I am all for life being made easier, so, in common with many people, I welcomed the new commitment from banks which means you can switch current accounts within seven days.
So far, according to latest figures from the Payments Council 1.14 million people have taken advantage of this service.
The process of switching, with all the changing of standing orders and direct debits which used to take so long and was often too much bother, has been made much easier. But one thing hasn’t – access to statements!
If you currently receive your bank statements on paper, you have a ready-made record, possibly, like mine, stretching back many years, so you can compare spending patterns, and always find that vital transaction from months back that the accountant inevitably needs.
If, however, you are banking online, then it could be a different story.
Many people, in the rush to find a better banking deal - and why wouldn’t anyone want to swap from a tired old account doing you no favours to one which offers better interest, cash-back or other promotions? - haven’t thought further ahead.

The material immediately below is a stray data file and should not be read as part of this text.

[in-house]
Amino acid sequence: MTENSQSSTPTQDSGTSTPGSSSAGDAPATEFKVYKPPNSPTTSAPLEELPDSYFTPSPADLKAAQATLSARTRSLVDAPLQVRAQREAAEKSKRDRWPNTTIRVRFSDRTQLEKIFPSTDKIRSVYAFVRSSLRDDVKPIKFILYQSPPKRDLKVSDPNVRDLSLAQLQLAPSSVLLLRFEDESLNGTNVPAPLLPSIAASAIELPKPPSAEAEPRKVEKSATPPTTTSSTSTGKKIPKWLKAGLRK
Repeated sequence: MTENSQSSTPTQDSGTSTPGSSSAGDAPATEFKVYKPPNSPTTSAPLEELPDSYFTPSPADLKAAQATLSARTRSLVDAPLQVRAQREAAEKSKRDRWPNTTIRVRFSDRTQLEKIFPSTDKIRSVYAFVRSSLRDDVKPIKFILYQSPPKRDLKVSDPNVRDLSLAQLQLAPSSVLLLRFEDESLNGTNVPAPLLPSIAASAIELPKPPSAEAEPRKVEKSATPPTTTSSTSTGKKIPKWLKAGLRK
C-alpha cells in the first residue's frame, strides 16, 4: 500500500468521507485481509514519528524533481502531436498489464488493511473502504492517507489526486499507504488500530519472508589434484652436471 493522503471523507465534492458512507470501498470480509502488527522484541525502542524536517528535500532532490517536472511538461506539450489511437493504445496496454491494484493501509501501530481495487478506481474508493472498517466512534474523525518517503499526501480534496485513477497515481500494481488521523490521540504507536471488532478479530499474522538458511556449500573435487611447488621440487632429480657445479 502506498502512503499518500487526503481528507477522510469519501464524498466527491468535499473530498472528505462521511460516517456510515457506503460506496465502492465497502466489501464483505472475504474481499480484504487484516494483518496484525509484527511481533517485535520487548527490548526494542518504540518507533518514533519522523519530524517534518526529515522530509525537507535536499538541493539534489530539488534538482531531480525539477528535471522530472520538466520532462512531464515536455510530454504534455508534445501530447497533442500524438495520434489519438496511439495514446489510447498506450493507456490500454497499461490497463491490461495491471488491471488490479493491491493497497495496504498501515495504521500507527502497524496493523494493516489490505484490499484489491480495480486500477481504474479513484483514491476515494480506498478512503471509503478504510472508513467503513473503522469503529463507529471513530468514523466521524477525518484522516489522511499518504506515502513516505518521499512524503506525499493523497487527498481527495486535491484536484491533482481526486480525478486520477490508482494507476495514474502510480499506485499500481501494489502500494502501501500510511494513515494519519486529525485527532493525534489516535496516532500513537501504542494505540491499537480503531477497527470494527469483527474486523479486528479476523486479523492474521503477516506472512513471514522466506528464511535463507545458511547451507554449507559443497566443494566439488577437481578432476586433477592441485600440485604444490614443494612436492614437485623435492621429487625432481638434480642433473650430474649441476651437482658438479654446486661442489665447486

If you’ve been banking online, suddenly the access you always had can be switched off in an instant. All the financial history which was once at your fingertips is suddenly inaccessible.
Our recent research found there are marked differences with access once you switch. The majority of the main current account providers turn your account off immediately, though one bank will allow you to keep your online access to your statements for 13 months after you switch.
If you then want to see your previous statements it comes at a cost - you can request a copy but the majority charge around £5 per request. And some banks will only do this if you go into a branch, inconvenient for many - yet another of the unforeseen consequences that being online only has thrown up.
So, as with any other product, my advice is to shop around before you switch – ask questions about access afterwards, and above all make sure that it’s you who has control of your own financial information and it’s not suddenly hidden from view.
Judith Donovan, chair